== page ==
Gov. Richard Celeste of Ohio has signed a far-reaching school-reform measure that provides for the state takeover of academically bankrupt districts, greater parental choice in school selection, an alternative route to teacher certification, and the creation of a new trust fund to support local improvement efforts.
Lawmakers approved the reform package earlier this summer along with a $26-billion, two-year budget that earmarks $6.7 billion for precollegiate education, an 18 percent increase over the previous biennium.
Other features of the reform law include the publication of annual “report cards” on districts’ performance, diminished regulation of high-performing schools, a study of the state school-finance system, and mandatory kindergarten attendance.
No Losers or Winners
Education officials say the new law represents an amalgam of reforms proposed in the past year by a gubernatorial task force, two legislative commissions, and the state board of education.
“There were no real losers and winners in this budget,” said Robert Moore, the state superintendent of public instruction. “Everybody’s interests were served.”
Marilyn Cross, president of theOhio Education Association and a member of the governor’s task force, agreed with the school chief’s assessment. “We’re reasonably pleased with the way the bill turned out over all,” she said.
“Success,” said Carla Edlefson, the Governor’s education aide, “was a result of bipartisan interest from the beginning.”
Lawmakers rejected Governor Celeste’s proposal to fund the reform package by raising the state’s income and corporate-franchise taxes by 1 percent. Instead, they financed the proposals by using $340 million in unanticipated state revenues and the bulk of the state’s $300-million budget surplus from fiscal 1988-89.
Ms. Edlefson said the Governor has not given up on his tax proposal, which he estimates would raise about $649 million in its first two years.
“People are still writing us letters saying that, ‘For all the hullaballoo about education, we still have to ask for local tax increases,’” she said. “But then again, we would never really consider any amount enough for education,” she added.
Trust Fund Created
The legislature, however, did retain Mr. Celeste’s plan to create an Education Improvement Fund under the control of an independent panel.
The new $90-million trust fund will be operated by a commission that includes 10 state legislators, and representatives of the Governor, the state board of education, and the board of regents, which governs higher education in the state.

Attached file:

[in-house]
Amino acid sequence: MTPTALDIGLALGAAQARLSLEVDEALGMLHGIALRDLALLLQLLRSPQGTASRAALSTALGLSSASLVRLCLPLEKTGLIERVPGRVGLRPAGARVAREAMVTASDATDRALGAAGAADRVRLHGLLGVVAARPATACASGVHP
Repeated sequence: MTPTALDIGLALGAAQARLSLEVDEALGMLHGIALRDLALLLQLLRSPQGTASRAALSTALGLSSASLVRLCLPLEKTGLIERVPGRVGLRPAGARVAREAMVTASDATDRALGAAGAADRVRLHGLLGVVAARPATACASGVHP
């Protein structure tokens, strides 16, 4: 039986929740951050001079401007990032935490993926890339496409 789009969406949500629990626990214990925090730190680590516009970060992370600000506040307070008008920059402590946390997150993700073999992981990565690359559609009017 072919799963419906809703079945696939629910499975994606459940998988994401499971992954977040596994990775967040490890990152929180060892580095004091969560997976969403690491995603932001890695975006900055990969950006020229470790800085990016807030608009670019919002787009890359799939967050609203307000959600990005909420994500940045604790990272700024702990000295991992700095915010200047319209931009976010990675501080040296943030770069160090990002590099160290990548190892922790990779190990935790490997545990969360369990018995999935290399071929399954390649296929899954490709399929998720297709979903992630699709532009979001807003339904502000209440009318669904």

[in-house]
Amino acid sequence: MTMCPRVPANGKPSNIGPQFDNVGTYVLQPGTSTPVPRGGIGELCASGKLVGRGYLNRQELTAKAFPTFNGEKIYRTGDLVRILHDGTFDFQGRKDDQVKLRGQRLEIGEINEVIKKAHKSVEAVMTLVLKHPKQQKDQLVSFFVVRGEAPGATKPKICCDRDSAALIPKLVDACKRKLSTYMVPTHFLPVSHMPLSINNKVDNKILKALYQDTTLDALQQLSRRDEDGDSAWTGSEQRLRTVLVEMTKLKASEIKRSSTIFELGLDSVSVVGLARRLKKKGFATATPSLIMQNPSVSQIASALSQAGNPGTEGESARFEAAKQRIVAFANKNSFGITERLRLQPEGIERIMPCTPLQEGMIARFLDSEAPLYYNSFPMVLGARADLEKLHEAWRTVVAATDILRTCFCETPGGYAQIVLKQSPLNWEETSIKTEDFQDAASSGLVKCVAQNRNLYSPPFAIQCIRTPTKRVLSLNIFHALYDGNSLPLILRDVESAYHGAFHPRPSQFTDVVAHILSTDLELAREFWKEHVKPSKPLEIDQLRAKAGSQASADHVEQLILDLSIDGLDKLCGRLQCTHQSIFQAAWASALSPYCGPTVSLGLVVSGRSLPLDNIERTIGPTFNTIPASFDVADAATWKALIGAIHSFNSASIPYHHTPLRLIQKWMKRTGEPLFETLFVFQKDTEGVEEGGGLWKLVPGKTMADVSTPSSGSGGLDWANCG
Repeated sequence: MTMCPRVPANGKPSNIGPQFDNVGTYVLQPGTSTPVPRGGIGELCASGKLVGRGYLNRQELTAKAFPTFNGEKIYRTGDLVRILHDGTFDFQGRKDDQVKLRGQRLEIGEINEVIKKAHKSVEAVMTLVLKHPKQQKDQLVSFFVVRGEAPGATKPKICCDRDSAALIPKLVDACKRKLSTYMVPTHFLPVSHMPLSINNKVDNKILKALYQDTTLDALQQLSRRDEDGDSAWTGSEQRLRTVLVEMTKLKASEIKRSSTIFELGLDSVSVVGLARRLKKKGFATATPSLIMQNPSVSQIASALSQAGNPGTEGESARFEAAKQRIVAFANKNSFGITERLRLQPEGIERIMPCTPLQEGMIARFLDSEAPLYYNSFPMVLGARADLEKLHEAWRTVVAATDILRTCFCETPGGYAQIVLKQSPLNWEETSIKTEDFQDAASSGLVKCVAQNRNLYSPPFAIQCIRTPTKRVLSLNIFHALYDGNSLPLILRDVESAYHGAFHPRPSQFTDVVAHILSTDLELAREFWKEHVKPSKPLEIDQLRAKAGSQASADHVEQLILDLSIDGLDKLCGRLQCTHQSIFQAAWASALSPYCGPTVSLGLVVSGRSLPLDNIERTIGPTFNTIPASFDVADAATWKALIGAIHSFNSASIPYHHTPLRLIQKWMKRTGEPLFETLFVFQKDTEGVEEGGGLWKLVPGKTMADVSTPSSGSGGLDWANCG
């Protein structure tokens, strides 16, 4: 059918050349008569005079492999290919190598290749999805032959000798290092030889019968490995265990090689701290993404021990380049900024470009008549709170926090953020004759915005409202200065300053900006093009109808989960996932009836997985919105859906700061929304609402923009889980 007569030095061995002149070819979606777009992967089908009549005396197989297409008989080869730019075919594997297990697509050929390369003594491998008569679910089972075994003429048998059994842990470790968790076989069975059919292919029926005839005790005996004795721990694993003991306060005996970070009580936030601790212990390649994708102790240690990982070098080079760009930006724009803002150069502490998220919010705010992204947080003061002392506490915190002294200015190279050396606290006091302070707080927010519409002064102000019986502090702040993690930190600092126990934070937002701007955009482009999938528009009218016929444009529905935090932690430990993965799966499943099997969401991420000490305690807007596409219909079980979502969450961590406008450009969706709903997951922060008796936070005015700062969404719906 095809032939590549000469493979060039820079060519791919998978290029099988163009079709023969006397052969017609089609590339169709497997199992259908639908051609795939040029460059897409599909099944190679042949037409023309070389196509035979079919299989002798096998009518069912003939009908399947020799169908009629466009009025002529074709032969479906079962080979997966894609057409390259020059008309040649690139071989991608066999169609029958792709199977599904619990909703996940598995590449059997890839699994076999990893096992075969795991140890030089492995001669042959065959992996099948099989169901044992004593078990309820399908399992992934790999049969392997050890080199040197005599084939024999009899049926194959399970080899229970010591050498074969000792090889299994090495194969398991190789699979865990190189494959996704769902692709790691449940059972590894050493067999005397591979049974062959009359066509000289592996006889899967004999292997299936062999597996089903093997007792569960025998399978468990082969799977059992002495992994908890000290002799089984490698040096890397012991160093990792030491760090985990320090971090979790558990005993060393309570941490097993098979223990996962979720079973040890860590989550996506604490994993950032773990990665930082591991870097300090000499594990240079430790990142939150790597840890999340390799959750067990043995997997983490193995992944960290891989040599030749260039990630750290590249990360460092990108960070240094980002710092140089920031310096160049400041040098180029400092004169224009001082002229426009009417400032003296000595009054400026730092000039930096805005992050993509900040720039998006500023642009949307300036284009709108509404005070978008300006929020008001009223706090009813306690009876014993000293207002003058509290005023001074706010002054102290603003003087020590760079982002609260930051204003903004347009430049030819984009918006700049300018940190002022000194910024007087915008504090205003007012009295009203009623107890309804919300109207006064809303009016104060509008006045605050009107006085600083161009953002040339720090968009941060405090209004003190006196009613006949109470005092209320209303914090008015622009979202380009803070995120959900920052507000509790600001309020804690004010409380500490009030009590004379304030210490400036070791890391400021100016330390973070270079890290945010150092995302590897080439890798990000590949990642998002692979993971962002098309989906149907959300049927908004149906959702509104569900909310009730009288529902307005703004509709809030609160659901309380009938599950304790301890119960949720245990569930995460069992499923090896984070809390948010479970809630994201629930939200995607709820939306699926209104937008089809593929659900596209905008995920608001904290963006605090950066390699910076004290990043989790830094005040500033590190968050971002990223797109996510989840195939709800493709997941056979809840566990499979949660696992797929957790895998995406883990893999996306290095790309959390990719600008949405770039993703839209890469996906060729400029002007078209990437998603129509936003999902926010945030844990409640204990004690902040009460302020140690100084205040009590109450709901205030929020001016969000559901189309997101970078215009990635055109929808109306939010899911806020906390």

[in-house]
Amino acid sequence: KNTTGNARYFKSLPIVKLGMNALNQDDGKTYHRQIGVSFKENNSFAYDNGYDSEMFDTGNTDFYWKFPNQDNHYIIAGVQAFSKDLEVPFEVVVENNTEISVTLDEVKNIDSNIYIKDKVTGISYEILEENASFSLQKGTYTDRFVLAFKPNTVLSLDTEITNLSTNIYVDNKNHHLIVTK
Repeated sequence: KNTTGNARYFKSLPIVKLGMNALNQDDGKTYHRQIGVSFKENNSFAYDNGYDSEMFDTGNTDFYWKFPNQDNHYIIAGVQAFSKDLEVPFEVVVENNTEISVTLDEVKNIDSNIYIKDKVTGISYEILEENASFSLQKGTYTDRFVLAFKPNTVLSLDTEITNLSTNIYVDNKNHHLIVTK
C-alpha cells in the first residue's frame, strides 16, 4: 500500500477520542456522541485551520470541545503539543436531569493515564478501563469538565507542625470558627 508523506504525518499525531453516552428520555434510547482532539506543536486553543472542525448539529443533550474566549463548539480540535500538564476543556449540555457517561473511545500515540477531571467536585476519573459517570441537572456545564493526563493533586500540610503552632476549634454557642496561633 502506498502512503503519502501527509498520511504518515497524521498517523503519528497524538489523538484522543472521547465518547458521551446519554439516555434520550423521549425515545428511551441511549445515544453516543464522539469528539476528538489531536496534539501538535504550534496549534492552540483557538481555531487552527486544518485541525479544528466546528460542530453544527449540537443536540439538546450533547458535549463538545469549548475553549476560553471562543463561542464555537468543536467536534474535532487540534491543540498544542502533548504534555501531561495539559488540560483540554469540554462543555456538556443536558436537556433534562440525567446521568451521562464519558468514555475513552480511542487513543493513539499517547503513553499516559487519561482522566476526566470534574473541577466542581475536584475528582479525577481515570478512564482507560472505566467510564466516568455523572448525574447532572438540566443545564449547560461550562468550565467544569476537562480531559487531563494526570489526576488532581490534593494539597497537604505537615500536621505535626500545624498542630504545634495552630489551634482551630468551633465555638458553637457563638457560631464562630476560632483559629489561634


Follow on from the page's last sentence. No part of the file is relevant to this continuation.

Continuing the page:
Leaders of the teachers’ union, meanwhile, were pleased that the reform measure creates a bipartisan panel to study Ohio’s school-funding system, which Ms. Cross said allows for gross spending disparities among districts.
The oea and other education organizations, however, did not support the law’s parental-choice elements.
Under the measure, districts will be permitted to adopt open-enrollment policies within their own boundaries or in conjunction with adjacent systems. Ms. Cross said she was “willing to live with” the provision because it is voluntary and because choice programs initially will operate on a pilot basis only.
State To Monitor Performance
Most state education organiza8tions supported the law’s provisions aimed at making schools more accountable to the public.
Under the law, the state will collect and publish data on district performance in an annual “report card.”
The state board will also set performance standards for each district and will monitor its progress.
Districts that surpass the standards will be exempted from compliance with some state regulations. Educationally deficient districts will be required to develop “corrective-action plans,” and could be taken over by the state if they fail to make adequate progress to meeting the standards.
The law also establishes a system of “internship certificates” for people who want to teach but have not completed a traditional teacher-training program.
Interns will be allowed to teach under supervision for up to six hours a week in areas in which they have some expertise. After one year, they may apply for a provisional certificate if they have completed 18 credit hours of education coursework and pass an exam and any other requirements established by the state board.
The law also contains a provision requiring districts to establish minimum standards for phonics instruction in grades 1 through 3, and to provide in-service training for teachers in the use of phonics. Districts, however, will not be required to use the phonics method in their reading courses.
A version of this article appeared in the August 02, 1989 edition of Education Week as Celeste Signature Sets Extensive Reforms in Motion